The heart is a complex and sophisticated pump that cycles between two phases: diastole, during which a compliant chamber (ventricle) allows the blood to fill from a reservoir chamber (atrium) of low pressure, and systole, during which a stiff chamber with rapidly rising pressure ejects the blood into an arterial circuit of high pressure. However, the systolic and diastolic cycles are not dichotomous. They have complex interactions with interrelated segments of the cardiac cycle. Although the entity of "diastolic heart failure with preserved systolic function" has been applied in adult patients, a discrete diagnosis of systolic and diastolic heart failure may be difficult to apply in pediatric patients. Advances in echocardiography have helped decipher the morphologic and physiologic expression of congenital and acquired heart disease and have increased our understanding the diastolic function and dysfunction. The evolving concept of systolic and diastolic heart failure is helping us develop a strategy for its management in pediatric patients with complex heart diseases.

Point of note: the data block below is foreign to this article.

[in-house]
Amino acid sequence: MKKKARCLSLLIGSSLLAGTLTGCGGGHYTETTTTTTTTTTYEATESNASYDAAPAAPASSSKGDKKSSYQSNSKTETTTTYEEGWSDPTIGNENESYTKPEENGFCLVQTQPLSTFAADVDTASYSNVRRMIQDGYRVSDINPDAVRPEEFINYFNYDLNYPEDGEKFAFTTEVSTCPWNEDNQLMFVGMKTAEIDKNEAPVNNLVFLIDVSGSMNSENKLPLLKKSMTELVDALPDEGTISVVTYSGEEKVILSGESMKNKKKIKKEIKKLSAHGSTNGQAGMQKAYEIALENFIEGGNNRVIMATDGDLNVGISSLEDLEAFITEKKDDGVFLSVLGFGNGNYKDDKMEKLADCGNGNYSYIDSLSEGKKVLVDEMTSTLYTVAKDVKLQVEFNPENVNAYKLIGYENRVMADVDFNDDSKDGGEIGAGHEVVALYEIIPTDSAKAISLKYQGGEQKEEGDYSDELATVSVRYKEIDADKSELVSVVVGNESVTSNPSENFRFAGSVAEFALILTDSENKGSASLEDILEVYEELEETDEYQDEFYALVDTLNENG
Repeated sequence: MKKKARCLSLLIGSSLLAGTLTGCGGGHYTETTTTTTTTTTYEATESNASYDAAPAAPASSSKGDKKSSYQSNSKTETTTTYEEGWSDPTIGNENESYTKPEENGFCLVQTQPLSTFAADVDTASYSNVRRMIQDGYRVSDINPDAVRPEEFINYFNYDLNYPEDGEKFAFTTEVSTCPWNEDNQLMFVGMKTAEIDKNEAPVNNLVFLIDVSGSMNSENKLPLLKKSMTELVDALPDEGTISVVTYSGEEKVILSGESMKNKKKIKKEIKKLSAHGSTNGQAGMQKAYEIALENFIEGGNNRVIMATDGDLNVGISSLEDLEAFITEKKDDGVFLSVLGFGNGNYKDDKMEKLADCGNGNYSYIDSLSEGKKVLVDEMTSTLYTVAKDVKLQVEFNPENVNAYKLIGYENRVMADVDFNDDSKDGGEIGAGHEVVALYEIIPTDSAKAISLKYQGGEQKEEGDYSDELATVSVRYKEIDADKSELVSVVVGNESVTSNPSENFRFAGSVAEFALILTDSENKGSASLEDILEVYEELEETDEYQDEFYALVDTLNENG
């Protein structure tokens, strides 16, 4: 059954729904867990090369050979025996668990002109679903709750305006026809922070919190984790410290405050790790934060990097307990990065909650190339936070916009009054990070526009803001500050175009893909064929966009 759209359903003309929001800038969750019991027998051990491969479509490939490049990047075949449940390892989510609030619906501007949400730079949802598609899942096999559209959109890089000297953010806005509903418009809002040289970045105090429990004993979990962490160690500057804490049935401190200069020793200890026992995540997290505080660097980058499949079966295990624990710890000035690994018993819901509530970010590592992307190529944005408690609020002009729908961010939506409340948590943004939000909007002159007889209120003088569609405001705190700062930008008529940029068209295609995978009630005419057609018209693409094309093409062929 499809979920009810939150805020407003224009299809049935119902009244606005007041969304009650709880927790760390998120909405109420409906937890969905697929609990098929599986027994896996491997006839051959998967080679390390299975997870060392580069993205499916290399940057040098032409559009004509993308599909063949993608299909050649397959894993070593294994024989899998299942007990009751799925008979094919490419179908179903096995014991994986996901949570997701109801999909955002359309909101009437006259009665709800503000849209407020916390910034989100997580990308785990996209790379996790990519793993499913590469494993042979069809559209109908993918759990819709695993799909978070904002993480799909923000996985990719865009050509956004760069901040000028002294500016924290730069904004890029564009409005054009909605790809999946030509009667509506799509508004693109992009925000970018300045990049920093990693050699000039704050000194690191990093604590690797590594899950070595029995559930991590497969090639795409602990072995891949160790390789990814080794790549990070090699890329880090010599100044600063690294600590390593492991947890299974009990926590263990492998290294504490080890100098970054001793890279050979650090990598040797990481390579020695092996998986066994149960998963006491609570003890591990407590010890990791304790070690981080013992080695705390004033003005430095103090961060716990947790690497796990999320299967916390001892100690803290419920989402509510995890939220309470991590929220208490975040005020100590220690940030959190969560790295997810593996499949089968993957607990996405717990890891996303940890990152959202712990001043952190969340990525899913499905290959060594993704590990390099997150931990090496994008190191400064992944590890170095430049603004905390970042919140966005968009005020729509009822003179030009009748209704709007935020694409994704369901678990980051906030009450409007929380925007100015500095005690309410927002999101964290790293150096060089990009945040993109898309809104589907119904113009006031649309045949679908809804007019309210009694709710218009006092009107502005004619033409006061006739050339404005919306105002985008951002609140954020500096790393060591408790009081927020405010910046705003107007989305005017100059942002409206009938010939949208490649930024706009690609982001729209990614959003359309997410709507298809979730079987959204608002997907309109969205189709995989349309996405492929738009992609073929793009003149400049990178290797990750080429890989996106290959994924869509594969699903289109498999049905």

|Number of pages||15|
|Journal||Current Treatment Options in Cardiovascular Medicine|
|State||Published - Oct 2010|